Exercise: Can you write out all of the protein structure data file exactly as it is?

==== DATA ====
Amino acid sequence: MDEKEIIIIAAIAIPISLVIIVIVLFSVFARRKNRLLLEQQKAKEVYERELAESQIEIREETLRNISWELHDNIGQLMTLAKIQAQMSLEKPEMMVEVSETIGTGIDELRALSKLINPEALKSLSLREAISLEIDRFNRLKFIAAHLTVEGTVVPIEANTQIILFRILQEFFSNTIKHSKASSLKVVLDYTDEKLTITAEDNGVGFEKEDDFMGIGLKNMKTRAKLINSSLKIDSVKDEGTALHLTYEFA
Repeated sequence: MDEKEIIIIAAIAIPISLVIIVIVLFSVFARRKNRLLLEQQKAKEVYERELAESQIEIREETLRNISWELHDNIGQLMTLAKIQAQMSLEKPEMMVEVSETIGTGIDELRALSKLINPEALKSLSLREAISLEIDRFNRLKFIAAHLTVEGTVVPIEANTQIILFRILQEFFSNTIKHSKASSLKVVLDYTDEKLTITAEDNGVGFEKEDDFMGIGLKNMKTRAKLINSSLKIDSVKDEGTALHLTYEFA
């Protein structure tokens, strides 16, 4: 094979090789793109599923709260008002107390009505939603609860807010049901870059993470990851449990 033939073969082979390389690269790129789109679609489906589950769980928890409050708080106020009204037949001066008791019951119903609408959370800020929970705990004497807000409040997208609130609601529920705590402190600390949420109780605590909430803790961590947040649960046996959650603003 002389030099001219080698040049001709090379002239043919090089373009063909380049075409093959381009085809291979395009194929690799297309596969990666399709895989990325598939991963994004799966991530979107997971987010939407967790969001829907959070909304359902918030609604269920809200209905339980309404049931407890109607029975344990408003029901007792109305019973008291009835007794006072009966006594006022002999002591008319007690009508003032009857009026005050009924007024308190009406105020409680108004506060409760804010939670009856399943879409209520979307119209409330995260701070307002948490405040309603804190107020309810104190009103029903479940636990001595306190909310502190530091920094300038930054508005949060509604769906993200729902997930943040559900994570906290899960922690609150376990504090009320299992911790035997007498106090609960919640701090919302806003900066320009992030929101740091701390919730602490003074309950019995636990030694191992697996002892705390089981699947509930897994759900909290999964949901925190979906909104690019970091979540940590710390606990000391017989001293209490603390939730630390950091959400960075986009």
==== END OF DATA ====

Amino acid sequence: MDEKEIIIIAAIAIPISLVIIVIVLFSVFARRKNRLLLEQQKAKEVYERELAESQIEIREETLRNISWELHDNIGQLMTLAKIQAQMSLEKPEMMVEVSETIGTGIDELRALSKLINPEALKSLSLREAISLEIDRFNRLKFIAAHLTVEGTVVPIEANTQIILFRILQEFFSNTIKHSKASSLKVVLDYTDEKLTITAEDNGVGFEKEDDFMGIGLKNMKTRAKLINSSLKIDSVKDEGTALHLTYEFA
Repeated sequence: MDEKEIIIIAAIAIPISLVIIVIVLFSVFARRKNRLLLEQQKAKEVYERELAESQIEIREETLRNISWELHDNIGQLMTLAKIQAQMSLEKPEMMVEVSETIGTGIDELRALSKLINPEALKSLSLREAISLEIDRFNRLKFIAAHLTVEGTVVPIEANTQIILFRILQEFFSNTIKHSKASSLKVVLDYTDEKLTITAEDNGVGFEKEDDFMGIGLKNMKTRAKLINSSLKIDSVKDEGTALHLTYEFA
């Protein structure tokens, strides 16, 4: 094979090789793109599923709260008002107390009505939603609860807010049901870059993470990851449990 033939073969082979390389690269790129789109679609489906589950769980928890409050708080106020009204037949001066008791019951119903609408959370800020929970705990004497807000409040997208609130609601529920705590402190600390949420109780605590909430803790961590947040649960046996959650603003 002389030099001219080698040049001709090379002239043919090089373009063909380049075409093959381009085809291979395009194929690799297309596969990666399709895989990325598939991963994004799966991530979107997971987010939407967790969001829907959070909304359902918030609604269920809200209905339980309404049931407890109607029975344990408003029901007792109305019973008291009835007794006072009966006594006022002999002591008319007690009508003032009857009026005050009924007024308190009406105020409680108004506060409760804010939670009856399943879409209520979307119209409330995260701070307002948490405040309603804190107020309810104190009103029903479940636990001595306190909310502190530091920094300038930054508005949060509604769906993200729902997930943040559900994570906290899960922690609150376990504090009320299992911790035997007498106090609960919640701090919302806003900066320009992030929101740091701390919730602490003074309950019995636990030694191992697996002892705390089981699947509930897994759900909290999964949901925190979906909104690019970091979540940590710390606990000391017989001293209490603390939730630390950091959400960075986009």